BCCI's probe not foolproof enough
The Board of Control for Cricket in India (BCCI) don’t seem to be giving fair play a good name while tackling the biggest crisis in the history of cricket administration.
As promised by BCCI president N Srinivasan at Sunday’s media briefing, the BCCI announced a probe panel to look into the irregularities of both Chennai Super Kings as well as Rajasthan Royals, whose players, S Sreesanth, Ajit Chandila and Ankeet Chavan were picked up by Delhi police. Srinivasan’s son-in-law and Gurunath Meiyappan, who not long ago was Chennai Super Kings’ Team Principal is still under arrest.
The three-member panel includes T Jayaram Chouta, former judge of the Karnataka and Tamil Nadu High Courts and R Balasubramanian, former judge of the Tamil Nadu HC and Sanjay Jagdale, the BCCI secretary who hails from Indore.
At a time when the BCCI must make all efforts to appear spotless in their effort to cure cricket’s biggest ill, they have appointed two legal experts who have a connection to Tamil Nadu, the state Srinivasan hails from. Isn’t this paving a platform for tongues to wag again? There is nothing to suggest that the two gentlemen will be biased in their probe, but the Tamil Nadu connection jars and this doesn’t appear right when accusations of conflict of interests and familiarity are flowing like a vicious waterfall.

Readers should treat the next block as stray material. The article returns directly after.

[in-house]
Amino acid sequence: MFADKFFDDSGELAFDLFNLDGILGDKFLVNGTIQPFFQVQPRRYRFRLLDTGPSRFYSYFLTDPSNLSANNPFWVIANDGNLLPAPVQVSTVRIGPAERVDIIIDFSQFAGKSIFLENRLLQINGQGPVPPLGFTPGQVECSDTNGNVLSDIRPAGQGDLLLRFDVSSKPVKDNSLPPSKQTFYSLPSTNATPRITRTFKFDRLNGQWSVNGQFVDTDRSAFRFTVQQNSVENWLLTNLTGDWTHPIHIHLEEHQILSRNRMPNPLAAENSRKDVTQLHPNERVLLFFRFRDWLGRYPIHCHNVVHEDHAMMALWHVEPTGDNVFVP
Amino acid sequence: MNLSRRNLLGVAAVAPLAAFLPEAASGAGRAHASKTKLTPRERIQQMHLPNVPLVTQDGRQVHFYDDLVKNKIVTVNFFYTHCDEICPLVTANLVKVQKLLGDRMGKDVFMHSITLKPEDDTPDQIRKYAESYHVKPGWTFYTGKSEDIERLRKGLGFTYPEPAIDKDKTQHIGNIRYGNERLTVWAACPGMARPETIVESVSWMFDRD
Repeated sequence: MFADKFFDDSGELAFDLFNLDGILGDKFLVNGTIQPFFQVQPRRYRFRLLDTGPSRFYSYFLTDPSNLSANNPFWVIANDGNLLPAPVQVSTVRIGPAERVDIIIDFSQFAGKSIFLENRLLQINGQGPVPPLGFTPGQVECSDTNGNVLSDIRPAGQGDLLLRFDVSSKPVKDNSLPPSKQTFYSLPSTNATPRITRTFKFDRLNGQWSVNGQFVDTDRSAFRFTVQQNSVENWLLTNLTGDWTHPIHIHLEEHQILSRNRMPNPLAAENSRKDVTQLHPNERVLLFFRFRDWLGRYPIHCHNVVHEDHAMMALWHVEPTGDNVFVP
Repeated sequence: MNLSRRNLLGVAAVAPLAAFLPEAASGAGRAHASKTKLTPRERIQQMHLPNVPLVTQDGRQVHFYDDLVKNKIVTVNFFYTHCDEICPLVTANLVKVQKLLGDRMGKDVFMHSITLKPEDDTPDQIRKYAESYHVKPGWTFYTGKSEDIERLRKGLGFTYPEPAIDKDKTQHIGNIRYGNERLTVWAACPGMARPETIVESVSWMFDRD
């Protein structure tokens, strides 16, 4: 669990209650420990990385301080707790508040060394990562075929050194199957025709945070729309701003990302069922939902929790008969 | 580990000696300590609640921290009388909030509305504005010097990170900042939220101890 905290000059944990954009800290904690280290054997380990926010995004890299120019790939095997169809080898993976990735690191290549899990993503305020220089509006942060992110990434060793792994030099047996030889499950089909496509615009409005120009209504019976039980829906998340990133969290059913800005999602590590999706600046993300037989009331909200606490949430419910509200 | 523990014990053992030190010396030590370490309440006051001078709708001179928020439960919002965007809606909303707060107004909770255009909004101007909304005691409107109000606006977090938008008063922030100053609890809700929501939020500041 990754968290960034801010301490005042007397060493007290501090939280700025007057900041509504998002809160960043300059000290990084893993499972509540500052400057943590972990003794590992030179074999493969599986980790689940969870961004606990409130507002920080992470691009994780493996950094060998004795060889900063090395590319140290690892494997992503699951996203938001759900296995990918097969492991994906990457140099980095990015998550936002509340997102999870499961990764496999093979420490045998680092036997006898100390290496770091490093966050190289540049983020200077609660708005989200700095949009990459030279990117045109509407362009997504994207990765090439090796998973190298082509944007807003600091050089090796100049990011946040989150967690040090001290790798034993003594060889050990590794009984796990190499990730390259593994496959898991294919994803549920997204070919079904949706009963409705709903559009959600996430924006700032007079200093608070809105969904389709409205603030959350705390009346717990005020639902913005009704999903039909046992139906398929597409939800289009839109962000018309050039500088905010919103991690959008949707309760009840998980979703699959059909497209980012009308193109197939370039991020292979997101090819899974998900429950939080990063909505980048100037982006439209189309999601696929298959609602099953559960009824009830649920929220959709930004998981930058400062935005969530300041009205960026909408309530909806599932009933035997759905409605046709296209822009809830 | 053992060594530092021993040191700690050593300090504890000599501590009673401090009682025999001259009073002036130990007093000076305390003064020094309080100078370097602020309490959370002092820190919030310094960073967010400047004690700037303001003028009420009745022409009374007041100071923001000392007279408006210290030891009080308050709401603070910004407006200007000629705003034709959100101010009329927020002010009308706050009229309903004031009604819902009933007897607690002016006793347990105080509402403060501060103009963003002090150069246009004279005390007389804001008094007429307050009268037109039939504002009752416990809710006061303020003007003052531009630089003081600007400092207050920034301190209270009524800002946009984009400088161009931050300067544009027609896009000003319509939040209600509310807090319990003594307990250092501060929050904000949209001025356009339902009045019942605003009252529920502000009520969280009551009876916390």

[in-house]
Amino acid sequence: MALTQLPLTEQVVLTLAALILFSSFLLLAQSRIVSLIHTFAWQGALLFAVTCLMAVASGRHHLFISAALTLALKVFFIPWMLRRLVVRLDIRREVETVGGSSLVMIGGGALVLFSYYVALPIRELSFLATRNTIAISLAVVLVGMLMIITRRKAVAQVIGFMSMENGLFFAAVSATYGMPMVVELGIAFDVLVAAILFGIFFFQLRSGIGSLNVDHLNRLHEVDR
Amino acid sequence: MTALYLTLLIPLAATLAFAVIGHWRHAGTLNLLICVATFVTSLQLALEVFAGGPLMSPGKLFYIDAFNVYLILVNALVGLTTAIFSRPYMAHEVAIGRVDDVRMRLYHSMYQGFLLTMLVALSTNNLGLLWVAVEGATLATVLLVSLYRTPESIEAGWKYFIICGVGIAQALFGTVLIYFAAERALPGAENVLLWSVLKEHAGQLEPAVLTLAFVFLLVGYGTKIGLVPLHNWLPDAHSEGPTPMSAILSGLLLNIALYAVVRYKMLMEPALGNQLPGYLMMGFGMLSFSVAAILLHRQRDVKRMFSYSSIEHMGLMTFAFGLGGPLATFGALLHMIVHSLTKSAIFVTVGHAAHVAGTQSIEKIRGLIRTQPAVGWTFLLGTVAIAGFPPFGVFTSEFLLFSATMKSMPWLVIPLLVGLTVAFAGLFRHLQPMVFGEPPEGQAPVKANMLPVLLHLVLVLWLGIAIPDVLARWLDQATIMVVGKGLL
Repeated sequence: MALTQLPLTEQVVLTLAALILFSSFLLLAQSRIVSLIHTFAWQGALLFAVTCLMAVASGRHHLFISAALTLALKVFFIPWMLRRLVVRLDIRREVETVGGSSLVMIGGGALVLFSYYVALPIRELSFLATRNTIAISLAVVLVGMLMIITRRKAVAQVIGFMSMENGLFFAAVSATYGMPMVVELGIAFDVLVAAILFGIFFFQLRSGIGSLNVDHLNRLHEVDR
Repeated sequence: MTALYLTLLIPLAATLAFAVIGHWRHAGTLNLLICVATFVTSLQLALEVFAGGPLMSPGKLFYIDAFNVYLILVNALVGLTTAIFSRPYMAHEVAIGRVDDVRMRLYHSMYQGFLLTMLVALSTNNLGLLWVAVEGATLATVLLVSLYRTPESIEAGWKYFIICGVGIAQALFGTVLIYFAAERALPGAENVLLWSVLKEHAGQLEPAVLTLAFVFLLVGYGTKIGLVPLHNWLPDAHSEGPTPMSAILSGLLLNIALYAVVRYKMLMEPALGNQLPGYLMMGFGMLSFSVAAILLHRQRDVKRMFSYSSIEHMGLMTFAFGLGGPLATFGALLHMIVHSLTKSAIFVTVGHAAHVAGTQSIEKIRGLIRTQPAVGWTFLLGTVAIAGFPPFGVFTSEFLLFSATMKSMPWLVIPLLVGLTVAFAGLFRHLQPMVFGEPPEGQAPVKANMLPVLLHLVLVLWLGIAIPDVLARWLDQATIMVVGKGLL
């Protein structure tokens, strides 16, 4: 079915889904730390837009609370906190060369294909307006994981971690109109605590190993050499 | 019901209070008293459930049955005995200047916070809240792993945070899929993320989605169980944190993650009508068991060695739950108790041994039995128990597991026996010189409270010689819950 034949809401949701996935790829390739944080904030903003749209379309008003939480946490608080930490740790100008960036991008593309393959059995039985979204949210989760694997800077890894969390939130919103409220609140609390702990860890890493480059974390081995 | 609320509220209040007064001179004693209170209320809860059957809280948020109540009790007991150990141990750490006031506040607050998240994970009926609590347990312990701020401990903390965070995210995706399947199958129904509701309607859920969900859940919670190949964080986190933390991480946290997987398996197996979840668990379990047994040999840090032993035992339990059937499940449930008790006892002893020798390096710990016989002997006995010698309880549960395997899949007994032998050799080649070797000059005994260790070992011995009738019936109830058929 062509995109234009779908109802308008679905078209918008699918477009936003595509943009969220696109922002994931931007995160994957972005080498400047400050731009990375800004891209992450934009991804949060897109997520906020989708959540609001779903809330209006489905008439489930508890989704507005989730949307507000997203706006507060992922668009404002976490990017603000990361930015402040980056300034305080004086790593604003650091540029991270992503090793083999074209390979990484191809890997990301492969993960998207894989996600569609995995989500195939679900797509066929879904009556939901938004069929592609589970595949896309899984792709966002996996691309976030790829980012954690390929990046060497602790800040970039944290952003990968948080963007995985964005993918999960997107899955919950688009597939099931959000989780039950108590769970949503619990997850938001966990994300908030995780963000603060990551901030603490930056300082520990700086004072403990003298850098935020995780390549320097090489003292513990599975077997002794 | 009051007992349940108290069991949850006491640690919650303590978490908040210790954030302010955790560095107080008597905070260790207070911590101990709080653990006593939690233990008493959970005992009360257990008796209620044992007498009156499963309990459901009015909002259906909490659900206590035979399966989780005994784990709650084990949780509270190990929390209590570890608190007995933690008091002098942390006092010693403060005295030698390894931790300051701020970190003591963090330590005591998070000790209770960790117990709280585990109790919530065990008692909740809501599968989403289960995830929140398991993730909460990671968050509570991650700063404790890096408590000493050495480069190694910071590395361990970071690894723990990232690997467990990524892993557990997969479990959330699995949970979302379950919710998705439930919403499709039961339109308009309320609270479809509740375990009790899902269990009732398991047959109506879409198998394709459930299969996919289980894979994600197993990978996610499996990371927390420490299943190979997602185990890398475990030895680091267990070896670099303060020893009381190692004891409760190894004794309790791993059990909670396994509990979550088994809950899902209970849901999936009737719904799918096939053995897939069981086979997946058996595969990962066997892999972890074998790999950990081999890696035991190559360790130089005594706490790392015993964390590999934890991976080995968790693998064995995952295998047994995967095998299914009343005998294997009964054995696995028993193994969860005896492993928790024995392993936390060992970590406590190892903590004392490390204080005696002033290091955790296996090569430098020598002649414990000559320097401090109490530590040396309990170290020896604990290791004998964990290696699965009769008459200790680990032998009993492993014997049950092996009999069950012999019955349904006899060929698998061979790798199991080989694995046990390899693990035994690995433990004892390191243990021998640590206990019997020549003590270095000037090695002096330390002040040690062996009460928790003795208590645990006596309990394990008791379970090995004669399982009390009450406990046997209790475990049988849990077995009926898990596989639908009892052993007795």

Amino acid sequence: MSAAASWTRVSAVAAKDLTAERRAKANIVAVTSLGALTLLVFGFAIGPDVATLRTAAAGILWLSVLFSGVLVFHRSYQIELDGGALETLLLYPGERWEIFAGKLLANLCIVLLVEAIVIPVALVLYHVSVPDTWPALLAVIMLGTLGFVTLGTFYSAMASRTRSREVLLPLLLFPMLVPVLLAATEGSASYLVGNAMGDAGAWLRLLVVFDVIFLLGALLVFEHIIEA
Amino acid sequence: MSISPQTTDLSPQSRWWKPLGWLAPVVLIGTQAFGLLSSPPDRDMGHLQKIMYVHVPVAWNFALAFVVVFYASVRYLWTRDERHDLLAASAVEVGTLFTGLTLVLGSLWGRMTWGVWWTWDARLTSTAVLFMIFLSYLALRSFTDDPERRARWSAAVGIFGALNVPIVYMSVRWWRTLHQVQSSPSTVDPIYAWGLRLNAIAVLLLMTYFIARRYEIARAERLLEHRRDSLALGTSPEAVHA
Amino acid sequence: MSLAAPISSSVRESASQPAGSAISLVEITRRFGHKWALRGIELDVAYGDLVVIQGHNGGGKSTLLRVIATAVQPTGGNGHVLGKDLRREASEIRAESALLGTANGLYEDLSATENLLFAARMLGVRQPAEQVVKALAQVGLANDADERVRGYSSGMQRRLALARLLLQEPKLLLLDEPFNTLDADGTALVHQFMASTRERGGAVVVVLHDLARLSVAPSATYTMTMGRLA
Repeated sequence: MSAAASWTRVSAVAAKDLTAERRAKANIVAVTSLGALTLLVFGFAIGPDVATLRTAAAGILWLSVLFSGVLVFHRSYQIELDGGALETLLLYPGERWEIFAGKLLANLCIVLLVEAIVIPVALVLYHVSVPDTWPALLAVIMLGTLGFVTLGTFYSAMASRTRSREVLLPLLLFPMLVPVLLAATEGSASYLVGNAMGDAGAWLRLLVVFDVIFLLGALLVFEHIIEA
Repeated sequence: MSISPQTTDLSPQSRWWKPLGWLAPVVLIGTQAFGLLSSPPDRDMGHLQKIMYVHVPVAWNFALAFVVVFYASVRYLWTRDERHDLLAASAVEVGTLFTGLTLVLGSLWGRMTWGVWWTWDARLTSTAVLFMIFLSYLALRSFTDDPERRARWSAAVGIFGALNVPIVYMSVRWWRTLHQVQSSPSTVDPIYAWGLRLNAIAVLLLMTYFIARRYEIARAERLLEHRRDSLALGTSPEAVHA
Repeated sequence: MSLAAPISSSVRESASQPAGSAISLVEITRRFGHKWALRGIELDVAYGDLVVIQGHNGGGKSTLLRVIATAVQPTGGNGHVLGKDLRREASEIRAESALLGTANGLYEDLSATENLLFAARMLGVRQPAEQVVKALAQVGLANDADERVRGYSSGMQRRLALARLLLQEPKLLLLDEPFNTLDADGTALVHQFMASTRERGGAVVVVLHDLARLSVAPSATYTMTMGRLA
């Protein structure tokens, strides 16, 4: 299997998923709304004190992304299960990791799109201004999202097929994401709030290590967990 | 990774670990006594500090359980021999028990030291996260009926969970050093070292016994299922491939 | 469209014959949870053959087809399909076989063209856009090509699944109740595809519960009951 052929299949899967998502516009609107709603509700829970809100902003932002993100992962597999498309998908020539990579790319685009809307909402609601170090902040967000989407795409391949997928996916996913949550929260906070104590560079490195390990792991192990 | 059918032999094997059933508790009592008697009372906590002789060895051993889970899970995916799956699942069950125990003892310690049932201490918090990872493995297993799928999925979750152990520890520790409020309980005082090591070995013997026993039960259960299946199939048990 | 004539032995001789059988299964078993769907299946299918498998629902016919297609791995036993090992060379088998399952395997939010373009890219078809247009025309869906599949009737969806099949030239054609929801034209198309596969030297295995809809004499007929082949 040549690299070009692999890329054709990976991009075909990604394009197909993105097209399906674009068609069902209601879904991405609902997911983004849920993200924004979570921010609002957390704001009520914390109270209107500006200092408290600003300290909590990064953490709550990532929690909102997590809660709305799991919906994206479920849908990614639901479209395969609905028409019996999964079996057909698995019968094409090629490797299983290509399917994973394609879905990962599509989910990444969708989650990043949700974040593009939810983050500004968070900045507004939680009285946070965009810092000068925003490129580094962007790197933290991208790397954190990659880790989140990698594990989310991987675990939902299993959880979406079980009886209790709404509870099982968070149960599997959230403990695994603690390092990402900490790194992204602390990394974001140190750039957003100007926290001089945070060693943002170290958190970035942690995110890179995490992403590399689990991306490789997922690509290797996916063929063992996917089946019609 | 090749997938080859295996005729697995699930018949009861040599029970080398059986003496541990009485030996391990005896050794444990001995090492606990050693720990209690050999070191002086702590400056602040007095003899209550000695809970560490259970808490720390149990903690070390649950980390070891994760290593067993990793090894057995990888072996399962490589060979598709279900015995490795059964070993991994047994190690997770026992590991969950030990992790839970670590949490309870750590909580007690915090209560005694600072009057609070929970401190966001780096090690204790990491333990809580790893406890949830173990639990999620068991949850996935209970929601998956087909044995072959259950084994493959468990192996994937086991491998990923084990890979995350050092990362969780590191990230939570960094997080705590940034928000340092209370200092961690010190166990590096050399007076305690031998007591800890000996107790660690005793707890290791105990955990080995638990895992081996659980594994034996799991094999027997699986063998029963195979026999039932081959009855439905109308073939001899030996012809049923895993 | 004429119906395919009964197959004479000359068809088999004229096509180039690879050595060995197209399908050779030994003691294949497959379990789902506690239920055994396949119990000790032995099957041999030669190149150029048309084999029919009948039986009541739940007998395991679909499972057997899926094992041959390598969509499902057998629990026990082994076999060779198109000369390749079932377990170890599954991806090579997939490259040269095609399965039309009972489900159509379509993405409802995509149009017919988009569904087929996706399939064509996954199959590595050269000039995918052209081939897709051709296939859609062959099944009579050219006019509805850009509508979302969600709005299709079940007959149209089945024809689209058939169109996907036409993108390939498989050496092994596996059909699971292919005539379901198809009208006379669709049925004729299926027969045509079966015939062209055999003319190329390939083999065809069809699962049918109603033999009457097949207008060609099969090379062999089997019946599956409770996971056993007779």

The presence of Jagdale in the committee also appears warped because Jagdale, despite being the secretary of the BCCI is not known for his problem-tackling skills. He is a former first-class cricket and he contributes the best on pure cricketing matters. The inclusion of former BCCI chief Shashank Manohar would have added more credibility to the probe because Nagpur-based Manohar knows how the institution runs and importantly, he is a distinguished legal expert who disassociated himself from cricket when his term ended.
BCCI continues to provide their critics with more ammunition and any hope of increasing their list of supporters is now negligible.